So people think writing in form is more difficult than writing in free verse, but that assumes some things that aren’t so: first, that free verse is formless.
Free verse, especially good free verse, is, if anything form-complex. Each good free verse poem is a complex nonce form, haunted by the ghost of former nonce forms (meaning other free verse poems) and often by fully metered, formal poetry. Lawlessness is never really part of aesthetic selection: even randomness is a choice. A free verse poem implies it’s laws from the first lines, if I write:
She moves through
from what can never be
wholly flesh made
I’ve just implied several laws: first, the lines are skinny, never more than five mostly monosyllable words. Second they are heavily enjambed, Third, this particular free verse poem allows one word lines. Fourth, the shape is undulating even though the lines are all skinny, which might comment on the subject matter (a shore line, a tidal flat). All these formal laws have been implied in 16 words and six lines. Now, if I should suddenly throw in mutli-syllabic words, or some long lines, I better have a good reason because the poem has already established certain implied laws by which it will proceed.
Free verse is playing tennis with the net down, but that’s not impossible. it’s just harder because, at every second, something temporarily becomes the net. I find formal poems much easier to write. I can write a sonnet in as little as fifteen minutes (it’s much easier to make a pie when the mold already exists). I already have much of my work done for me via pre-existing rules.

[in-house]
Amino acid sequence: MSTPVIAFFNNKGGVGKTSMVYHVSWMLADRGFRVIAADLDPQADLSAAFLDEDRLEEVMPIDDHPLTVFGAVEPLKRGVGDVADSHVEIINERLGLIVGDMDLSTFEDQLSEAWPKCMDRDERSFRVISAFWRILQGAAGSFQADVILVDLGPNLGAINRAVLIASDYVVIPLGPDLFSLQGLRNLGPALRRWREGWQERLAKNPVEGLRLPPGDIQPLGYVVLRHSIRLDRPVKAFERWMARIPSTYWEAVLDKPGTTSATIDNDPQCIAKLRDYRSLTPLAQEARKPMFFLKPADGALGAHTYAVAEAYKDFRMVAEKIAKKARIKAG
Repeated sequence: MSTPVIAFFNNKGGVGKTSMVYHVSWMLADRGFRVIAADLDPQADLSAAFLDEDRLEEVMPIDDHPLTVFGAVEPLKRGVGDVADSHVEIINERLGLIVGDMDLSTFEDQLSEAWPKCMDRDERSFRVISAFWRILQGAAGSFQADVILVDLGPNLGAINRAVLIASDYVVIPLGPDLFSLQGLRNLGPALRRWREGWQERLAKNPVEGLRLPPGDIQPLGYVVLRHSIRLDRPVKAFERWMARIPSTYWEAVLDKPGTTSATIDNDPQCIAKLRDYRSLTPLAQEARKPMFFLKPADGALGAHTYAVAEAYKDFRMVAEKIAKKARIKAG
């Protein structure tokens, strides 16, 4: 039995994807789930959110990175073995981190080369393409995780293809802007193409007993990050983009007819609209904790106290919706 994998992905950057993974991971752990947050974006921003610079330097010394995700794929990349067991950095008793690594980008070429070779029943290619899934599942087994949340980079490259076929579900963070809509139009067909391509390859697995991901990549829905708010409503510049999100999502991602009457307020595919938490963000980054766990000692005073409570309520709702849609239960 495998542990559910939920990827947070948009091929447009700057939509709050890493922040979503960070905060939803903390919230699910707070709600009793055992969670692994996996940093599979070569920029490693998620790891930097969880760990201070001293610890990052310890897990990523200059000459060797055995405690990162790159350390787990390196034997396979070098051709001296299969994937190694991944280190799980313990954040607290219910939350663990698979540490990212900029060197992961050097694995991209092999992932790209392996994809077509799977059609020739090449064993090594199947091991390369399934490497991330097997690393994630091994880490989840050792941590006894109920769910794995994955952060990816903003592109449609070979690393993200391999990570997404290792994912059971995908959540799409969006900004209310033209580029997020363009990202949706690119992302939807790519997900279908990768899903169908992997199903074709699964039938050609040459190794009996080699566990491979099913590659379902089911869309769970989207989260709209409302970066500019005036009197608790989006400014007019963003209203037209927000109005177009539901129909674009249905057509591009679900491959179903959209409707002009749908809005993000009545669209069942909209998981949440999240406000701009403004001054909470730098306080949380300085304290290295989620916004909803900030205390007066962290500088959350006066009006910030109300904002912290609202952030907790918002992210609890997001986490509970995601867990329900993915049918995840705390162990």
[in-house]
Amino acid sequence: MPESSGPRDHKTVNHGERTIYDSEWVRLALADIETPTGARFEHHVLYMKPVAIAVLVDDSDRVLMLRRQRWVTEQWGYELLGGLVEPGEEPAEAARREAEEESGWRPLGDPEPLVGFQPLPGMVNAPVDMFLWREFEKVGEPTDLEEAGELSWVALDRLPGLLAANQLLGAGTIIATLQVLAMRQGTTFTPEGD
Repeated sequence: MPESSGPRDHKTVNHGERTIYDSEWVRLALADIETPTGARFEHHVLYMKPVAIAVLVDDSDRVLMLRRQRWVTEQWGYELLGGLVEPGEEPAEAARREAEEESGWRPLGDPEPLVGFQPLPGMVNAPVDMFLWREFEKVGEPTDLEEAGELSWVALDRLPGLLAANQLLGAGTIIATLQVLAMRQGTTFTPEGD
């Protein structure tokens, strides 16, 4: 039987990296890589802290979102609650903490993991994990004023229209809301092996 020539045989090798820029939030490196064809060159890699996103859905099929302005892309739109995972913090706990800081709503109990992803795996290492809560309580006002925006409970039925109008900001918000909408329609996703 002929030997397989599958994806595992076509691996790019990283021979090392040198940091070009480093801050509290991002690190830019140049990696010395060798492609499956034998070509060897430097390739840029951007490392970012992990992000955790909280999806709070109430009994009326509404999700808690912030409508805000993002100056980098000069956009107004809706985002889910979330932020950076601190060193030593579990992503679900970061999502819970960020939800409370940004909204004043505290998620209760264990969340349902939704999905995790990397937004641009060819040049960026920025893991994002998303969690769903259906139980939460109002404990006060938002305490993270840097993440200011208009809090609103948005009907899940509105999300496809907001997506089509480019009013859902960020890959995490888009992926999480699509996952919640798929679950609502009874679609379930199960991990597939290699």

Free verse is the law made on the move. Formal verse is the rule of law preceding the poem. One is about finding out what there is to obey (Free verse seeks obedience to a structure that is, at the onset, unknown). Formal verse is about finding out what you can judiciously disobey (in terms of substitutions, enjambments, half rhymes, and so on). I write free verse to obey some spirit I do not yet fully realize. I write formal poems to disobey some principle I know well, but wish to tweak; and obviously, meter is never far from even my free verse lines. If I write:
She moves through tidal flats estranged
I have a rough iambic tetrameter line: four accents, 7 to 9 syllables (in this case, eight). There are metrical ghosts all over free verse. Some may even need to be exorcised.
In my next post I will give examples of free verse poems with a strong haunting of metrical ghosts. Enough for now.